top of page

Stock Split 101 for Startups



When incorporating a company, we typically start with a small base of paid-up share capital, since there is no minimum threshold for the same. However, a low paid-up share capital results in a smaller pool of shares, and when investors invest in the company, their shareholding is calculated based on the number of shares in the current paid-up share capital.


For example, let’s say you start the company with a minimum capital of INR 10,000/-. This could mean that you have 1000 shares in the company worth INR 10/- each. Some time down the line, you have an investor who wants to subscribe to 10% of the company’s shares. This effectively means that the investor shall be subscribing to 100 shares (10% of 1000). The two of you have come to an agreement for the transaction of 100 shares for, let’s assume, $1 million or approximately INR 7,49,30,000/-. This exponentially raises the value of each share to a whopping INR 7,49,300/- From an investors perspective, this may not matter, you will begin feeling the pain when you create and start granting ESOPs.


When creating and granting Employee Stock Ownership Plans (ESOPs), 1 ESOP converts to 1 share. Therefore, in the aforementioned example, if 1 share is worth approximately INR 7,49,300/-, then it becomes impossible to grant ESOPs to junior employees. So what do you now? Do you wish you could turn back time and increase the paid-up share capital of your company? Yes! Will that solve the issue at hand? No. This is where one considers the splitting of shares or a ‘stock split’ or ‘stock divide’.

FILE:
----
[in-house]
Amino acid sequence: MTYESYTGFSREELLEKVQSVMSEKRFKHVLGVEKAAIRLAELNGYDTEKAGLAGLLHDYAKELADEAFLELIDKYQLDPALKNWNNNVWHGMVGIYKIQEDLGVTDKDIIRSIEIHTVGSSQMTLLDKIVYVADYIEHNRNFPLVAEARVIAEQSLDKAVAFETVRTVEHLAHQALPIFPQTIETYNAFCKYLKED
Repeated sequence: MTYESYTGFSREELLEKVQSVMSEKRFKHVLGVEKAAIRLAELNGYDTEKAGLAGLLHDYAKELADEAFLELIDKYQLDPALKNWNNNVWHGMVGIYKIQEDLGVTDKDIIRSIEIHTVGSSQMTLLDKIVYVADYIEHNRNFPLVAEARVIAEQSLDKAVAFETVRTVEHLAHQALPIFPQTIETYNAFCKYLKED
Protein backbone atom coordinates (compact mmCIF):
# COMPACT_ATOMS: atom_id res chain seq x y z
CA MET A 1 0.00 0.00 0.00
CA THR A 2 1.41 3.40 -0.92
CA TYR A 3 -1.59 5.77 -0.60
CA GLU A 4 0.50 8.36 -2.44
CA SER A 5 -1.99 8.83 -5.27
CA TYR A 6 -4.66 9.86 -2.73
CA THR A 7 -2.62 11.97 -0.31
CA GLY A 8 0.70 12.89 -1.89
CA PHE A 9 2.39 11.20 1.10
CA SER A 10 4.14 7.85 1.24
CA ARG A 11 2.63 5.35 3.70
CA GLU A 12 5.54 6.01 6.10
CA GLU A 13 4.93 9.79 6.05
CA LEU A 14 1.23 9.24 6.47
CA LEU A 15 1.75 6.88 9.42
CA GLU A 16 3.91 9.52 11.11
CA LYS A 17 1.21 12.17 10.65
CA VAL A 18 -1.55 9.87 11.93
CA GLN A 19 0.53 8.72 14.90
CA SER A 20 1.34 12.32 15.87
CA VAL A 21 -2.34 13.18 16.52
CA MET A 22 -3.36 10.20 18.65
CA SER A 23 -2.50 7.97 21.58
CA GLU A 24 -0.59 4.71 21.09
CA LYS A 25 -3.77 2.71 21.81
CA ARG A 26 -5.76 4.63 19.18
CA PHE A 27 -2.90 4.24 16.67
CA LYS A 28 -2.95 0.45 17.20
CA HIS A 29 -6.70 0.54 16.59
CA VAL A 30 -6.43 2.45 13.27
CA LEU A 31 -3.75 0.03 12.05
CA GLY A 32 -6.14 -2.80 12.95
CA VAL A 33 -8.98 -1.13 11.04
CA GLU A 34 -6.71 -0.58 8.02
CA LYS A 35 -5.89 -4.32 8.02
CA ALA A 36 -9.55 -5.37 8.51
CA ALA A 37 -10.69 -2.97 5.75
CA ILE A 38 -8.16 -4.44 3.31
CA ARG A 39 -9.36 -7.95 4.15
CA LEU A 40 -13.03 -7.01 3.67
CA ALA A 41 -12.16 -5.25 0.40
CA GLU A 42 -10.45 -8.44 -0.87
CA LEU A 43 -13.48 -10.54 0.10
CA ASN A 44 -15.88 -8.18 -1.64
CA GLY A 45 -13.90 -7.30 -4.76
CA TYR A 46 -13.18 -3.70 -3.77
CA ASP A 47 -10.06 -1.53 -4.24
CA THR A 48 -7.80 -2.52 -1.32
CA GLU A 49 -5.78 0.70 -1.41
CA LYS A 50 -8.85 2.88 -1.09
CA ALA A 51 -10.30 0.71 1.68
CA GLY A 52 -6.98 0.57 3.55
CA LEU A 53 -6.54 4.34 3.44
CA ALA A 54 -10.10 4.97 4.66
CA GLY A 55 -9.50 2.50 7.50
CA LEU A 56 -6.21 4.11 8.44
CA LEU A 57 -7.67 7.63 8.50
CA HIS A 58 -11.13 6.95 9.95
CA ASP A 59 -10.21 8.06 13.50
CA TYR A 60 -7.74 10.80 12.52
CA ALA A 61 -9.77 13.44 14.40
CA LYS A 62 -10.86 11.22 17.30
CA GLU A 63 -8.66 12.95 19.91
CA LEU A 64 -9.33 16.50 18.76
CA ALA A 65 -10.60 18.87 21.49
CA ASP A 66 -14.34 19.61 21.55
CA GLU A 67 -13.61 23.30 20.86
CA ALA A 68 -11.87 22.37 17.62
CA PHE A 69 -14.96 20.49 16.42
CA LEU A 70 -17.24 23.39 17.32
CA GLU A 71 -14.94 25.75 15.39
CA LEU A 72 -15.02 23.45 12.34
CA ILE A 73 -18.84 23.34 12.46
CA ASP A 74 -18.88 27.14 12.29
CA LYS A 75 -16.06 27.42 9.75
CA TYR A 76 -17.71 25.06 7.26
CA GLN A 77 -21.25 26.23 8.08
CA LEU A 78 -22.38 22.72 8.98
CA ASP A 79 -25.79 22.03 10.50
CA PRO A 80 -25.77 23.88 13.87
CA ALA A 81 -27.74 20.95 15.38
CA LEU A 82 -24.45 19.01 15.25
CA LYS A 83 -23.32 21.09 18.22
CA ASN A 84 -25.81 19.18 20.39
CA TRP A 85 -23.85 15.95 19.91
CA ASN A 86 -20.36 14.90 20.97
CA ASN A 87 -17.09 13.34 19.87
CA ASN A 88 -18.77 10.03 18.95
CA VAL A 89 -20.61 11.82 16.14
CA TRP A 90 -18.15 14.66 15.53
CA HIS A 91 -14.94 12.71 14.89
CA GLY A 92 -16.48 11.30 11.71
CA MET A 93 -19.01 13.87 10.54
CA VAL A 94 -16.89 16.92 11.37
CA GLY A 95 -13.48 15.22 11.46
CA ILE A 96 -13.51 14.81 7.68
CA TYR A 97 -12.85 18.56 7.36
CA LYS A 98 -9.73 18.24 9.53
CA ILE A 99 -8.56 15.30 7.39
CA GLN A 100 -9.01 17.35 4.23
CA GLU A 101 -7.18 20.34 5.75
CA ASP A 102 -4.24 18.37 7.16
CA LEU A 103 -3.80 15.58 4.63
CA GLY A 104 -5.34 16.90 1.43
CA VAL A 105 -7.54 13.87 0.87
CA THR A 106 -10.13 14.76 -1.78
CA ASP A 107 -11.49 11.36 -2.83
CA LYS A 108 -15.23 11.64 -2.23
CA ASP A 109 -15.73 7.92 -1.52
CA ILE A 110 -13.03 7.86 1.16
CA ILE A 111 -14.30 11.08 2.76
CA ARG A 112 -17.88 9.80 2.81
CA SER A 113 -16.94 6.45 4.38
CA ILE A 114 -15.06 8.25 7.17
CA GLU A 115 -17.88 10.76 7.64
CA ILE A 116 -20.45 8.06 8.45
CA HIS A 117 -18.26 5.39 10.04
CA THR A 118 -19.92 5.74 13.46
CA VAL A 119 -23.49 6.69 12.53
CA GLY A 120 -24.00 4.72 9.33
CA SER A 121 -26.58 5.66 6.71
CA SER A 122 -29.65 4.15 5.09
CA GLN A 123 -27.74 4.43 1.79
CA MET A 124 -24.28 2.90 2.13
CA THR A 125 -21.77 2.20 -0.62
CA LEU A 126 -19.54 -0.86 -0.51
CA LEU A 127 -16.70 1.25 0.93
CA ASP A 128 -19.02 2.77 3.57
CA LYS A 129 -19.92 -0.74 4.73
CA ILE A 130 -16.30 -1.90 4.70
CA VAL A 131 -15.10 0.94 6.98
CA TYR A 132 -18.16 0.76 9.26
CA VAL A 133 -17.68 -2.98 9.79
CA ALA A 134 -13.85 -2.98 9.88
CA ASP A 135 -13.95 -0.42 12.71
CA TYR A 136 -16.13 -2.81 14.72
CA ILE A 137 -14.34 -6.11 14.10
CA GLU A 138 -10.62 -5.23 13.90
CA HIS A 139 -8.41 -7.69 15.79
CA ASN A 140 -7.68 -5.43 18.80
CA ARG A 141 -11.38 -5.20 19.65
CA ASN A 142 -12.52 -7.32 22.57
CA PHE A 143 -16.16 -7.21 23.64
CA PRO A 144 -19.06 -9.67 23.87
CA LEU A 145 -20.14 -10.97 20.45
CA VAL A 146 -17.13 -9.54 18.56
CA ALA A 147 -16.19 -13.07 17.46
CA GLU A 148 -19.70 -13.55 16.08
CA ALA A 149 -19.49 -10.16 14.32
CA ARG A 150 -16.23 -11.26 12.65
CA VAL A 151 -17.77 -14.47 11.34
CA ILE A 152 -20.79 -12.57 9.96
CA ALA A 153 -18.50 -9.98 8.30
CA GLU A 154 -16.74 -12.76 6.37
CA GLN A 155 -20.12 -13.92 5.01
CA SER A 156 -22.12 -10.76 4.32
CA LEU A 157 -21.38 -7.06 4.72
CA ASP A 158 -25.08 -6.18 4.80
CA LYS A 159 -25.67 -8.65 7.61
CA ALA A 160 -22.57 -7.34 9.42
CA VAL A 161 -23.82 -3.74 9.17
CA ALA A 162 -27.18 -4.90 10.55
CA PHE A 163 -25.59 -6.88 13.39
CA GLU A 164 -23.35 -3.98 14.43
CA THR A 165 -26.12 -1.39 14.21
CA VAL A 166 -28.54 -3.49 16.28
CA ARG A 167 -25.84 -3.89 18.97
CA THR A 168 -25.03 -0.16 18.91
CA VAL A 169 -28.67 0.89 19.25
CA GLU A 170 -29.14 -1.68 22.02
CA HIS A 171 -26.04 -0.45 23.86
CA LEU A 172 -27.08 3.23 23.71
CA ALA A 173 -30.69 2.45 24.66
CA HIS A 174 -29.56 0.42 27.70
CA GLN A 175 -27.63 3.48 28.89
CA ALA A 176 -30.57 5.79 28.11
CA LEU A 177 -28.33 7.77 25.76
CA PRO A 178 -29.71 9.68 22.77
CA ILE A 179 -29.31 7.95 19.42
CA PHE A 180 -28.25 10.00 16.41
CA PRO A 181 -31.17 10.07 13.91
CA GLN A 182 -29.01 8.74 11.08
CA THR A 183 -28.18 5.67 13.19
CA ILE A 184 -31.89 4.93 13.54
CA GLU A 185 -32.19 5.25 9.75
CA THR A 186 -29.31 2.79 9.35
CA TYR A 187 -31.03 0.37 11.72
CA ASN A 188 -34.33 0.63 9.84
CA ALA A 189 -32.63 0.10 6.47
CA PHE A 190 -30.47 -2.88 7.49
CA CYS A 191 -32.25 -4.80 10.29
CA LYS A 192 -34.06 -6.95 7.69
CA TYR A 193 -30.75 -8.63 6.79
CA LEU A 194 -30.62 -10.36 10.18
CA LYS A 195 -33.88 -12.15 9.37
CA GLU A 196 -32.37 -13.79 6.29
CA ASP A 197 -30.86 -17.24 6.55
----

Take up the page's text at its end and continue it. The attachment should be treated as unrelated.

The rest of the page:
Splitting shares is much like splitting a pizza; no matter how many slices you cut, you would still have only one pizza. By splitting shares, you increase the number of shares in the company without causing a change in the total market capitalization of the company. So with a 2-for-1 stock split, each stockholder receives an additional share for each share held, but the value of each share is reduced by half. It would mean two shares now equal the original value of one share before the split. Common stock splits are 2-for-1, 3-for-2 and 3-for-1.


In the example given above, you could split 1 share into 10 shares which will reduce the value of each share to INR 74,930/- and this would now allow you to grant ESOPs to your employees.


Above is a cheat sheet to help you through the process of splitting shares!


*AoA = Articles of Association

RoC = Registrar of Companies

MoA = Memorandum of Association

75 views0 comments

Comments


bottom of page